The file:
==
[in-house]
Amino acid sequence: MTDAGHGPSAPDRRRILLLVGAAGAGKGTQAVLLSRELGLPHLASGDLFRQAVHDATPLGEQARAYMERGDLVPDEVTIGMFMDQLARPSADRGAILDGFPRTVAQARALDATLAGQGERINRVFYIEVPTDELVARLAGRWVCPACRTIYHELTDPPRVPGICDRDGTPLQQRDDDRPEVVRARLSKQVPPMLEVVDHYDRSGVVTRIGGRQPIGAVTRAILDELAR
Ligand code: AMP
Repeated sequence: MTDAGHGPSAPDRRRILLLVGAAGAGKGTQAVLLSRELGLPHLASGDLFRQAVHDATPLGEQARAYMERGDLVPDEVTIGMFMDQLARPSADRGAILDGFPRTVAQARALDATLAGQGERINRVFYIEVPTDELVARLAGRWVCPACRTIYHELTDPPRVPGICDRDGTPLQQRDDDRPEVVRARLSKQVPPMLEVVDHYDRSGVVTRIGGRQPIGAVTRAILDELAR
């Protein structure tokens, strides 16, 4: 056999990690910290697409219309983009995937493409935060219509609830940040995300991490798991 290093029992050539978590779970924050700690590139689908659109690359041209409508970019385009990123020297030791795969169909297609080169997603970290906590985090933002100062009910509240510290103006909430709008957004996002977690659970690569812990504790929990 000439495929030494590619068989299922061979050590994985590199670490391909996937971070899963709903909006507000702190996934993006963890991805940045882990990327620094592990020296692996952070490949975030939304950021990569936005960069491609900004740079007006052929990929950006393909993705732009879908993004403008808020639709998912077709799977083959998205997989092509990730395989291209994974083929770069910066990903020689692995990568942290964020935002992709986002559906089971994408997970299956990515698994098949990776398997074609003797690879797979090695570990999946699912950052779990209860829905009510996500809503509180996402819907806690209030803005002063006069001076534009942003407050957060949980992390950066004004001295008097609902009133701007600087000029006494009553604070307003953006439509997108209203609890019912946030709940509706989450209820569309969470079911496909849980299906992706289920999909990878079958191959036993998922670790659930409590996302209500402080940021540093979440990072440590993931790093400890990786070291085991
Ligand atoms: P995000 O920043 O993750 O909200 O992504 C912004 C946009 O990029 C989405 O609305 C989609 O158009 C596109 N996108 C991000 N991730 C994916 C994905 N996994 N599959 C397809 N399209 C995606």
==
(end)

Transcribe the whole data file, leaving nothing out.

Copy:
[in-house]
Amino acid sequence: MTDAGHGPSAPDRRRILLLVGAAGAGKGTQAVLLSRELGLPHLASGDLFRQAVHDATPLGEQARAYMERGDLVPDEVTIGMFMDQLARPSADRGAILDGFPRTVAQARALDATLAGQGERINRVFYIEVPTDELVARLAGRWVCPACRTIYHELTDPPRVPGICDRDGTPLQQRDDDRPEVVRARLSKQVPPMLEVVDHYDRSGVVTRIGGRQPIGAVTRAILDELAR
Ligand code: AMP
Repeated sequence: MTDAGHGPSAPDRRRILLLVGAAGAGKGTQAVLLSRELGLPHLASGDLFRQAVHDATPLGEQARAYMERGDLVPDEVTIGMFMDQLARPSADRGAILDGFPRTVAQARALDATLAGQGERINRVFYIEVPTDELVARLAGRWVCPACRTIYHELTDPPRVPGICDRDGTPLQQRDDDRPEVVRARLSKQVPPMLEVVDHYDRSGVVTRIGGRQPIGAVTRAILDELAR
């Protein structure tokens, strides 16, 4: 056999990690910290697409219309983009995937493409935060219509609830940040995300991490798991 290093029992050539978590779970924050700690590139689908659109690359041209409508970019385009990123020297030791795969169909297609080169997603970290906590985090933002100062009910509240510290103006909430709008957004996002977690659970690569812990504790929990 000439495929030494590619068989299922061979050590994985590199670490391909996937971070899963709903909006507000702190996934993006963890991805940045882990990327620094592990020296692996952070490949975030939304950021990569936005960069491609900004740079007006052929990929950006393909993705732009879908993004403008808020639709998912077709799977083959998205997989092509990730395989291209994974083929770069910066990903020689692995990568942290964020935002992709986002559906089971994408997970299956990515698994098949990776398997074609003797690879797979090695570990999946699912950052779990209860829905009510996500809503509180996402819907806690209030803005002063006069001076534009942003407050957060949980992390950066004004001295008097609902009133701007600087000029006494009553604070307003953006439509997108209203609890019912946030709940509706989450209820569309969470079911496909849980299906992706289920999909990878079958191959036993998922670790659930409590996302209500402080940021540093979440990072440590993931790093400890990786070291085991
Ligand atoms: P995000 O920043 O993750 O909200 O992504 C912004 C946009 O990029 C989405 O609305 C989609 O158009 C596109 N996108 C991000 N991730 C994916 C994905 N996994 N599959 C397809 N399209 C995606």